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2nd Sniper Is Sentenced to Life for Slaying

Lee Boyd Malvo won't be eligible for parole. He was linked to 10 killings but was tried for one.

March 11, 2004|David Lamb | Times Staff Writer

CHESAPEAKE, Va. — Teenage sniper Lee Boyd Malvo -- who had bragged to investigators about being able to assassinate his victims with a single shot to the head -- was sentenced Wednesday to life in prison without parole and fined $200,000.

Dressed in a gray sweater and slacks, the 5-foot-3, 120-pound killer looked younger than his 19 years as he stood, hands at his sides, to hear Judge Jane Marum Roush deliver his sentence. Malvo blinked twice but showed no emotion; he declined an opportunity to address the court.

The random attacks in the Washington area by Malvo and his mentor, John Allen Muhammad, left 10 people dead during a three-week period in October 2002. Court testimony revealed that the pair killed with military-like precision, staking out highways, shopping malls and gas stations to find unsuspecting victims going about their daily lives.

Malvo's sentencing took only 12 minutes and was something of a formality. Under Virginia law, Roush could not render a stiffer sentence than the life-without-parole penalty the jury had delivered Dec. 23, after Malvo's six-week trial.

Nor could she reduce the penalty, because life in prison is the minimum sentence in a capital murder case.

Muhammad, 43, a veteran of the 1991 Persian Gulf War, was sentenced to death Tuesday during proceedings in Manassas, Va. Family members of the victims expressed disappointment after Malvo's trial that he too had not been sentenced to die.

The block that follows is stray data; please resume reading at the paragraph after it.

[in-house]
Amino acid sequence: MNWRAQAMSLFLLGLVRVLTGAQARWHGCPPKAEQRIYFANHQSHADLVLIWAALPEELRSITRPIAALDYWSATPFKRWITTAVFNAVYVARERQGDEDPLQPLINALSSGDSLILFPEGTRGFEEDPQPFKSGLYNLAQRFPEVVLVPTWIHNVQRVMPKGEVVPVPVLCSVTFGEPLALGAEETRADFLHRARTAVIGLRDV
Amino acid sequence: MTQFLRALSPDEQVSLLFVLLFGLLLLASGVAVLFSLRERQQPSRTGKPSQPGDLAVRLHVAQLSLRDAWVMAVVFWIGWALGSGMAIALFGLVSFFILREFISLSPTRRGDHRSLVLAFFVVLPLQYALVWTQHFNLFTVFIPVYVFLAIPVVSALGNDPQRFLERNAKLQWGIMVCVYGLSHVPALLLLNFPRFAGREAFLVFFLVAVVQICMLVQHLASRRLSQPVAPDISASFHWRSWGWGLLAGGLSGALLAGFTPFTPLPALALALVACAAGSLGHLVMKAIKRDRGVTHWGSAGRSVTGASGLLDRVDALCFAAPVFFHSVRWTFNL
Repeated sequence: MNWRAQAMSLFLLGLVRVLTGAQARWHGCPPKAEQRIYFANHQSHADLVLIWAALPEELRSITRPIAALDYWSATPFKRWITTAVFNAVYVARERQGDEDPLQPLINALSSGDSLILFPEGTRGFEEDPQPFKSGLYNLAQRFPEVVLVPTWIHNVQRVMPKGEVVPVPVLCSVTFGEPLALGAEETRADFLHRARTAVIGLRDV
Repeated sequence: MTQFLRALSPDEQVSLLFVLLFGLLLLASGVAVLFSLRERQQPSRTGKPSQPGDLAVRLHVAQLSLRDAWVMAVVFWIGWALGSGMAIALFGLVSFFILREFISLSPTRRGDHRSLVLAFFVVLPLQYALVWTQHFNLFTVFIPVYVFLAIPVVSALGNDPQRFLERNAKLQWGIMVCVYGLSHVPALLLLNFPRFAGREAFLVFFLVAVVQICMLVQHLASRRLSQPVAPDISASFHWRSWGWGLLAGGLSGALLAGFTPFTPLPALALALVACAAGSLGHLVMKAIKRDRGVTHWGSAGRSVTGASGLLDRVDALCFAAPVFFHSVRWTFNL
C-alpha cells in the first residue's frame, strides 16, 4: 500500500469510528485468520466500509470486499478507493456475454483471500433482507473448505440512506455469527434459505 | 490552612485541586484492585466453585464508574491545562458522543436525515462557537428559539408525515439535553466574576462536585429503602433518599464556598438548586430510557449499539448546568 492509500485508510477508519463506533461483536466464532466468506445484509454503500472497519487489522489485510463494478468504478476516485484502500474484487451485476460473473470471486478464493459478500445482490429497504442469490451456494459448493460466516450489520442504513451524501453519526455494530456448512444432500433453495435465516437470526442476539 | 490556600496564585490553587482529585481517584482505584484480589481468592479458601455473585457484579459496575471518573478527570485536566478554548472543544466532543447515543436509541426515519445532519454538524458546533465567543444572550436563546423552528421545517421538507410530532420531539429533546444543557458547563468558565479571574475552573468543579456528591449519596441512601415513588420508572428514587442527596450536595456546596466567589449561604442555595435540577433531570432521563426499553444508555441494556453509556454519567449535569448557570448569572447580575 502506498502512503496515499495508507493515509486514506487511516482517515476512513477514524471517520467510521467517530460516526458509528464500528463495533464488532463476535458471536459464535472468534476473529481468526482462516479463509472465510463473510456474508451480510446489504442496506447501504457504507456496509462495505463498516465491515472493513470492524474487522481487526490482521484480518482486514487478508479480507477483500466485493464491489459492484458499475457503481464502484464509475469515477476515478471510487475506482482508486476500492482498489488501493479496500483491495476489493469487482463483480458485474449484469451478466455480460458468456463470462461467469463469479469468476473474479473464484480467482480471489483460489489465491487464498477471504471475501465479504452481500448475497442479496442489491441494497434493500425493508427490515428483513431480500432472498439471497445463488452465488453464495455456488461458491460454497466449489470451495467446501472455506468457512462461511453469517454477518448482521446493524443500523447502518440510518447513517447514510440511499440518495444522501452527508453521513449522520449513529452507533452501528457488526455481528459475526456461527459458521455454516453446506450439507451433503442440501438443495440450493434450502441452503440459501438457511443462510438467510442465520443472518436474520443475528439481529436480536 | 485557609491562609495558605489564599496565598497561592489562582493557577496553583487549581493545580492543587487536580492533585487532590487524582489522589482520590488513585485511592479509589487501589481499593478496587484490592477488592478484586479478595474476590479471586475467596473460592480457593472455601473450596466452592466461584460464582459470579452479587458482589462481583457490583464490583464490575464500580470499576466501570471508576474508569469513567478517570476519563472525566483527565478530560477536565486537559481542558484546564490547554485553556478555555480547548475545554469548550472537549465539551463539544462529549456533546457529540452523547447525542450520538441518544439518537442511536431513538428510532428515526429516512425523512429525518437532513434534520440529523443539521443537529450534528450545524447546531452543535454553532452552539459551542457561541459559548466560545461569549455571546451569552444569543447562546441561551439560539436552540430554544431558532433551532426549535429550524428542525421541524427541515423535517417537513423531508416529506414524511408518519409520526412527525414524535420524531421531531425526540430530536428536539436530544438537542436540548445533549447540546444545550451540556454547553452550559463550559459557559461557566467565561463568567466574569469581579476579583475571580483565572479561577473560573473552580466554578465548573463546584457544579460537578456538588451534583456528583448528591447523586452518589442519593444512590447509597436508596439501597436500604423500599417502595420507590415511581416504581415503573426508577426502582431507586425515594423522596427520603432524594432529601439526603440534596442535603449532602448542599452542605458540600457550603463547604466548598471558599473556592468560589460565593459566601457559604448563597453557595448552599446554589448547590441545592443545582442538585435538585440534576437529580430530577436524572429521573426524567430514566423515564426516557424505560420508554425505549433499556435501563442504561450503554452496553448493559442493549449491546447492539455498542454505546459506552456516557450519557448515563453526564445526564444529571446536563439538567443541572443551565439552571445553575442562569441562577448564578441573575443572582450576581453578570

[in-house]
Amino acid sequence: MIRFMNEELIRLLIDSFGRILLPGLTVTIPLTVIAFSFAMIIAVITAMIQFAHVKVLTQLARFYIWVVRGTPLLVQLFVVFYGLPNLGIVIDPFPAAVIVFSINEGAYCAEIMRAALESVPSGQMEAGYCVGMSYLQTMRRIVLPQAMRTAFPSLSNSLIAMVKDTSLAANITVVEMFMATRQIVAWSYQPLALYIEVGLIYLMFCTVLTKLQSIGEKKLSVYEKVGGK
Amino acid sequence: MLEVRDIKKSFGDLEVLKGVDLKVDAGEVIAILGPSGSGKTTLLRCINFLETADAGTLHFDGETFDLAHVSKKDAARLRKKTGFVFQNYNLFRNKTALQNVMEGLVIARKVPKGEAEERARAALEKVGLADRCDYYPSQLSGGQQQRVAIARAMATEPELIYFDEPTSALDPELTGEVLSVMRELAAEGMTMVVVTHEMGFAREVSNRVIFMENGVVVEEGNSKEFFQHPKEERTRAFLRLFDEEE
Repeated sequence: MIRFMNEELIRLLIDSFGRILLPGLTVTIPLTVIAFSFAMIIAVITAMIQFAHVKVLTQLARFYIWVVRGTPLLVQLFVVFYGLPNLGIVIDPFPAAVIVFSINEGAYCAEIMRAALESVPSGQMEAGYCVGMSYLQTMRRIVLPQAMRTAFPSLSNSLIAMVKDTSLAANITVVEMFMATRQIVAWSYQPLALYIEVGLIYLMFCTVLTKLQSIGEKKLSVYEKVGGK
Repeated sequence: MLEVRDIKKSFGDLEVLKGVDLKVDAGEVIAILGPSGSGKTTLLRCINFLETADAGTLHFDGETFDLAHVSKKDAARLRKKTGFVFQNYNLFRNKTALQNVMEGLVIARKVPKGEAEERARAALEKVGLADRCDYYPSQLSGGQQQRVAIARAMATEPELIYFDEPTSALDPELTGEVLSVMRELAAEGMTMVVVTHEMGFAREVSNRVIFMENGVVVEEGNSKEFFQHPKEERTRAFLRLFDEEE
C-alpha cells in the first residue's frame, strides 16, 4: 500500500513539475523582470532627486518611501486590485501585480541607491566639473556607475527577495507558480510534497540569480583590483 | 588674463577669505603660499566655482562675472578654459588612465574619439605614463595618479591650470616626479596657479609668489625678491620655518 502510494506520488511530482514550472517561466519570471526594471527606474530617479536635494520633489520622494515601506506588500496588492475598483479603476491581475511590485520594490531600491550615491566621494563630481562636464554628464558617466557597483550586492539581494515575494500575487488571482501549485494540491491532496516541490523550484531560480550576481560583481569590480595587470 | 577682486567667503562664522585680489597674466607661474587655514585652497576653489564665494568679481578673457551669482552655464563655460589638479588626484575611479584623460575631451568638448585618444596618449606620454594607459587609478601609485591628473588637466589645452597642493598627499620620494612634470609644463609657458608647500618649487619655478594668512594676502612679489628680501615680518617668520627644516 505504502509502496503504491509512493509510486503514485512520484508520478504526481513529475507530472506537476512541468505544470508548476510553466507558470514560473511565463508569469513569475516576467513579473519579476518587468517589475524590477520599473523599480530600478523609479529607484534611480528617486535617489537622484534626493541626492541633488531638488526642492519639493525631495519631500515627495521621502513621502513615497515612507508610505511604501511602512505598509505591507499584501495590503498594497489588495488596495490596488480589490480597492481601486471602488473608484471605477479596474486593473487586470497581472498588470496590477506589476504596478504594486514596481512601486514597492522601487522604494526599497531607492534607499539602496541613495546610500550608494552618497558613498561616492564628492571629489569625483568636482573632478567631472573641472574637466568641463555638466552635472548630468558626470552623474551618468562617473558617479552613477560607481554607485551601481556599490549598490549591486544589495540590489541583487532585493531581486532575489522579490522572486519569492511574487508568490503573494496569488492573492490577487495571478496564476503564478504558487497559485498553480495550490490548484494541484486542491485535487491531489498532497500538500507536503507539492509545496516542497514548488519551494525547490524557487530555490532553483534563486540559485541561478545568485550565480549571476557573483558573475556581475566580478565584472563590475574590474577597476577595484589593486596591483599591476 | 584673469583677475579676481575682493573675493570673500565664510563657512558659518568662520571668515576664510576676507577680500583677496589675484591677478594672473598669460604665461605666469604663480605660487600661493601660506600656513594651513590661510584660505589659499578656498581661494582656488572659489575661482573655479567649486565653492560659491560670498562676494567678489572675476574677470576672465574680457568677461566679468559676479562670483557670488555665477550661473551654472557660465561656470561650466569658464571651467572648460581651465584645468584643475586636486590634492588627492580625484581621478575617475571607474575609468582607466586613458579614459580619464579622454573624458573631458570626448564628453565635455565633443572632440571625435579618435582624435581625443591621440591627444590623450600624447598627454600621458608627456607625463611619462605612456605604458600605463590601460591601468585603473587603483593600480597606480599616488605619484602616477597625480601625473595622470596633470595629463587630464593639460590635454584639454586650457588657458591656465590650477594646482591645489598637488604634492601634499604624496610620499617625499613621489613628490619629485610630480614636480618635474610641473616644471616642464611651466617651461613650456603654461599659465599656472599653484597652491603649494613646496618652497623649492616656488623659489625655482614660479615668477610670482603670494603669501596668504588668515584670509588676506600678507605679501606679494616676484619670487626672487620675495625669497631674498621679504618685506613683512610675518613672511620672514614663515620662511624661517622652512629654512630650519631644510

Malvo was 17 at the time of killings, and some members of his jury said they had reservations about executing someone whose crimes were committed as a juvenile.

Although Malvo, like Muhammad, was linked to all 10 killings -- as well as to earlier slayings in Alabama, Arizona, Louisiana, Georgia and Washington state -- he was tried for a specific death: that of FBI analyst Linda Franklin, who was shot while loading her car in a Home Depot parking lot in Virginia on Oct. 14, 2002.

Malvo could yet receive the death penalty, because other states have expressed an interest in trying him in killings committed in their jurisdictions. Virginia, which executes more prisoners than any state except Texas, also has indicated it is considering trying him in other slayings.

Both of the defendants could have been tried in Maryland or the District of Columbia, but U.S. Atty. Gen. John Ashcroft handed the pair over to Virginia in 2002, citing the state's ability to impose "the ultimate sanction."

Rather than go through the expense of a new trial -- Malvo and Muhammad's trials cost Virginia nearly $3 million in defense attorney fees and prosecution costs -- the state is likely to await a U.S. Supreme Court ruling, expected this year, on the legality of executing killers whose crimes were committed as juveniles.

Malvo, a native of Jamaica who comes from a broken family, had pleaded not guilty to the sniper attacks by reason of insanity, claiming the strong-willed Muhammad had brainwashed him.

Malvo and Muhammad were arrested Oct. 24, 2002, in their car at a Maryland rest stop.

Malvo told investigators he had been on guard duty but had fallen asleep.

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